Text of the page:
Michael Feliz has took a step forward with the Pittsburgh Pirates in 2019. If he takes another step forward in 2020, he could become the team’s future closer.
One of the questions the Pittsburgh Pirates will have to face soon is who will be the team’s next closer? Luckily for the Pittsburgh Pirates, they have plenty of young and talented relief arms who could be ready to be the team’s next 9th inning guy.
While guys like Blake Cederlind, Nick Mears and Nick Burdi might get the most attention as the team’s next closing options, one that might get overlooked is righty Michael Feliz. Feliz definitely has the stuff to be the team’s next closer, and after a solid 2019 season, he could insert his name in talks of the team’s next closer.
When you look at his 2019 numbers, you might not be too impressed. A 3.99 ERA, 4.71 FIP and 1.26 WHIP don’t shout “Pirates’ next closer” numbers. But these numbers are a inflated by one outing when the Pirates were experimenting with the opener and tried Feliz in the role.
It was the first time Feliz had started a game above A-Ball since 2015, plus it was against a red hot Dodgers’ team. You can tell how well it went. He only recorded one out and gave up 5 earned runs on four hits, one of which was a home run, and one walk. Take out this one outing, and Feliz has a 3.21 ERA, 4.37 FIP and 1.17 WHIP.
Plus, after this one awful game, Feliz went on a tear. Through his final 44.1 innings of the season, Feliz had a 2.84 ERA, opponent OPS of just .698, a strikeout rate of 31.5%, and walk rate of 9.9%. Feliz also was unlucky in the eyes’ of ERA estimators like SIERA (3.79) and DRA (3.38).
Feliz’s biggest issue was home runs. Last year, he had a HR/9 of 1.8. This is impart due to a ground ball rate of just 34.3%. However, Feliz should see those rates go down in the future. While Feliz had an opponent .413 slugging percentage, his xSlugging was .380.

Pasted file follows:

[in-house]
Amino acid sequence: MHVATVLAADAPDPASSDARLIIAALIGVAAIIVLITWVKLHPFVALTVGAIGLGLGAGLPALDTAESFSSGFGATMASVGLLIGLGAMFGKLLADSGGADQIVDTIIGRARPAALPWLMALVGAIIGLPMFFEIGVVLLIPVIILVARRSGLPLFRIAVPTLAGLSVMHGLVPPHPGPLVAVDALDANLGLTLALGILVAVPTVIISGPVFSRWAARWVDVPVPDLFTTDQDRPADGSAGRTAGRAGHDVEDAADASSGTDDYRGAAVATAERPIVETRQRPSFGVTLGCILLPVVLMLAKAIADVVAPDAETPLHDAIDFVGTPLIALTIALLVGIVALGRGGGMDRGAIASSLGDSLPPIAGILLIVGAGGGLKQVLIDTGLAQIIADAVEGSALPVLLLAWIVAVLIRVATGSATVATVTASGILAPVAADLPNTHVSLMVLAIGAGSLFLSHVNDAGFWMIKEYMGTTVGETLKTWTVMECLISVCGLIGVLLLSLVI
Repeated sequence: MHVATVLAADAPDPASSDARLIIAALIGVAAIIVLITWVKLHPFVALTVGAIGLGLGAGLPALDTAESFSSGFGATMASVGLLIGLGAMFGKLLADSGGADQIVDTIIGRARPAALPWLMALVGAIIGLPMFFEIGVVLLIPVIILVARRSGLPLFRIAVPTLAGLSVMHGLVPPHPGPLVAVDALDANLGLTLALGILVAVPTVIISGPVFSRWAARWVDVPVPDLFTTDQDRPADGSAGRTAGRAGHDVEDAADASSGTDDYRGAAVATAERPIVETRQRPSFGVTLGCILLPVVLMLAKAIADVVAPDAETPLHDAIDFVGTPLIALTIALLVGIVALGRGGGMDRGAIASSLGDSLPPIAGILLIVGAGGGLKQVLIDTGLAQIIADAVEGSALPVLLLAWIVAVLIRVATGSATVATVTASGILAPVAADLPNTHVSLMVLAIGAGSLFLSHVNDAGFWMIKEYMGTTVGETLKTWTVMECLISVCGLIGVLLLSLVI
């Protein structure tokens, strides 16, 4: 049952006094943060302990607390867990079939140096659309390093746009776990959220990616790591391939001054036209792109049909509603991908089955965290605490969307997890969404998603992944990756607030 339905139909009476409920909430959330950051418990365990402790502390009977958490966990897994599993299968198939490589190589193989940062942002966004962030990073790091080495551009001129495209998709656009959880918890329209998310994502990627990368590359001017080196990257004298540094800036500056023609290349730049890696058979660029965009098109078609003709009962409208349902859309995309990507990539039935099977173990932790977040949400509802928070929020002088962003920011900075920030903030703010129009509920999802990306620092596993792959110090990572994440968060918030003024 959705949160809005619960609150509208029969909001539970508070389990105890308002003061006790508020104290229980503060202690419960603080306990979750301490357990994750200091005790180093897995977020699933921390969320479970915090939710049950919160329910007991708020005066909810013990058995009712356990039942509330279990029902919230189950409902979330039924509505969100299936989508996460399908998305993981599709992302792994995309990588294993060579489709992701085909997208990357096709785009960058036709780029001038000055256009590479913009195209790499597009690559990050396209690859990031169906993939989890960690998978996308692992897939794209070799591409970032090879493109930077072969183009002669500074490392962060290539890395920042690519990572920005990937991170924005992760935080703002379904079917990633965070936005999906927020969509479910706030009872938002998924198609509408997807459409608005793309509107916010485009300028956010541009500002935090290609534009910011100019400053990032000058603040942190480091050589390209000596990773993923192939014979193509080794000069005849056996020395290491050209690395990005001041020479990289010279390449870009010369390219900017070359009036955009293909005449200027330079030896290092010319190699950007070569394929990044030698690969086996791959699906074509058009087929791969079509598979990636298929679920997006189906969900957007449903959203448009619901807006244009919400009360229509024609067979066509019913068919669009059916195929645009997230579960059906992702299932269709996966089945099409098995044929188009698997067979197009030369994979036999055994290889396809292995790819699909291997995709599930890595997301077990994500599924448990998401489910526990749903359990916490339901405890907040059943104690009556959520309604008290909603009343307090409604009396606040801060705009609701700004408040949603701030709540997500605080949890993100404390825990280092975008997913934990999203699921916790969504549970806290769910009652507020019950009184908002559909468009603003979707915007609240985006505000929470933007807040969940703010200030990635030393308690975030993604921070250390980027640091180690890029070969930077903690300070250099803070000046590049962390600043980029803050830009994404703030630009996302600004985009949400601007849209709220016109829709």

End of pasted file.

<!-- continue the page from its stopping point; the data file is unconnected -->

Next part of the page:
He also saw a huge decrease in the amount of hard contact he gave up. Feliz had a 31.4% hard hit rate, which sits in the top 84th percentile of pitchers. In comparison, he had a 39.3% hard hit rate the year prior. Feliz also sits in the top 75th percentile of exit velocity at 87.7 MPH. Giving up less hard hit baseballs is a step in the right direction for Feliz. After all, his 7.0 hits/9 in 2019 was the lowest of his career, but 11 of the 44 hits he surrendered were home runs.
Feliz’s pitch repertoire also represents a closer. He is a fastball-slider kind of relief pitcher, but occasionally throws in a change up to mix things up. Feliz saw an increase in fastball velocity last season. In 2018 his fastball averaged 94.8 MPH and in 2019 it averaged out at 95.1 MPH. Not a large difference, but still an increase nonetheless.
His fastball also has 12.5 inches of vertical drop, which is 11% better than the average fastball. His slider, while only having 37.6 inches of vertical movement, or 7% below average, it does have 7.9 inches of horizontal break placing it 36% above the average. His change up is his least used pitch, as it doesn’t have much movement, but he only threw it 6.4% of the time compared to 73.4% of the time with his fastball and 20.2% of the time on his slider.
Feliz saw massive improvements during 2019. He gave up less hard hit contact, was great from June onward, and strikes out a ton of batters still. The only issue is that Feliz gives up home runs at a highly worrisome rate.
During spring training and summer camp, Feliz might have made those strides to improve his home run-suppressing ability. While it was just a small sample size of just 4.1 innings, Feliz didn’t give up a single long ball, but still struck out six of the 19 batters he faced. With a new pitching coach at the helm, hopefully Oscar Marin can help Feliz make the finishing adjustments he needs to become a top level relief pitcher for the Pittsburgh Pirates.